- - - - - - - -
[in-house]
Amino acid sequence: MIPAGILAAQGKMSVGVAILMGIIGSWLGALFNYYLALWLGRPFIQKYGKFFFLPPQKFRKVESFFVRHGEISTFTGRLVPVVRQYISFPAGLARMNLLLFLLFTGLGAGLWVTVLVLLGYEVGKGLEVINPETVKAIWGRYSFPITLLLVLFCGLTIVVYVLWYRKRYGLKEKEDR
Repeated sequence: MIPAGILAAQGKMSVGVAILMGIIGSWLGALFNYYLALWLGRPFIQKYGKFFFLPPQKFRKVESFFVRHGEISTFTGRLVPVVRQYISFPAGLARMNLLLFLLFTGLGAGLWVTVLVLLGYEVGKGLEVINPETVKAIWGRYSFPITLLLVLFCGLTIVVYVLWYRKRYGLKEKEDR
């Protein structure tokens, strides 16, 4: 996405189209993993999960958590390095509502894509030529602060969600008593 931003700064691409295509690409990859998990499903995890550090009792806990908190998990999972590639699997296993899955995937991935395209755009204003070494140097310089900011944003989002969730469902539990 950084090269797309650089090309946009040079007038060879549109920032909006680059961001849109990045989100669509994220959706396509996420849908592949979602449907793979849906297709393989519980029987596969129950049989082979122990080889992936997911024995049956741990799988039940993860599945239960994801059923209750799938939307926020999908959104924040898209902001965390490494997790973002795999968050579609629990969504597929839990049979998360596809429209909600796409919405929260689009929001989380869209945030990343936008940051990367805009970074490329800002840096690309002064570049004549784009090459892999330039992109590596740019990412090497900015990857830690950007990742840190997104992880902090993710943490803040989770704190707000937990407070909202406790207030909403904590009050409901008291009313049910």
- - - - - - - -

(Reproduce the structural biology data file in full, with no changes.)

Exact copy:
[in-house]
Amino acid sequence: MIPAGILAAQGKMSVGVAILMGIIGSWLGALFNYYLALWLGRPFIQKYGKFFFLPPQKFRKVESFFVRHGEISTFTGRLVPVVRQYISFPAGLARMNLLLFLLFTGLGAGLWVTVLVLLGYEVGKGLEVINPETVKAIWGRYSFPITLLLVLFCGLTIVVYVLWYRKRYGLKEKEDR
Repeated sequence: MIPAGILAAQGKMSVGVAILMGIIGSWLGALFNYYLALWLGRPFIQKYGKFFFLPPQKFRKVESFFVRHGEISTFTGRLVPVVRQYISFPAGLARMNLLLFLLFTGLGAGLWVTVLVLLGYEVGKGLEVINPETVKAIWGRYSFPITLLLVLFCGLTIVVYVLWYRKRYGLKEKEDR
């Protein structure tokens, strides 16, 4: 996405189209993993999960958590390095509502894509030529602060969600008593 931003700064691409295509690409990859998990499903995890550090009792806990908190998990999972590639699997296993899955995937991935395209755009204003070494140097310089900011944003989002969730469902539990 950084090269797309650089090309946009040079007038060879549109920032909006680059961001849109990045989100669509994220959706396509996420849908592949979602449907793979849906297709393989519980029987596969129950049989082979122990080889992936997911024995049956741990799988039940993860599945239960994801059923209750799938939307926020999908959104924040898209902001965390490494997790973002795999968050579609629990969504597929839990049979998360596809429209909600796409919405929260689009929001989380869209945030990343936008940051990367805009970074490329800002840096690309002064570049004549784009090459892999330039992109590596740019990412090497900015990857830690950007990742840190997104992880902090993710943490803040989770704190707000937990407070909202406790207030909403904590009050409901008291009313049910």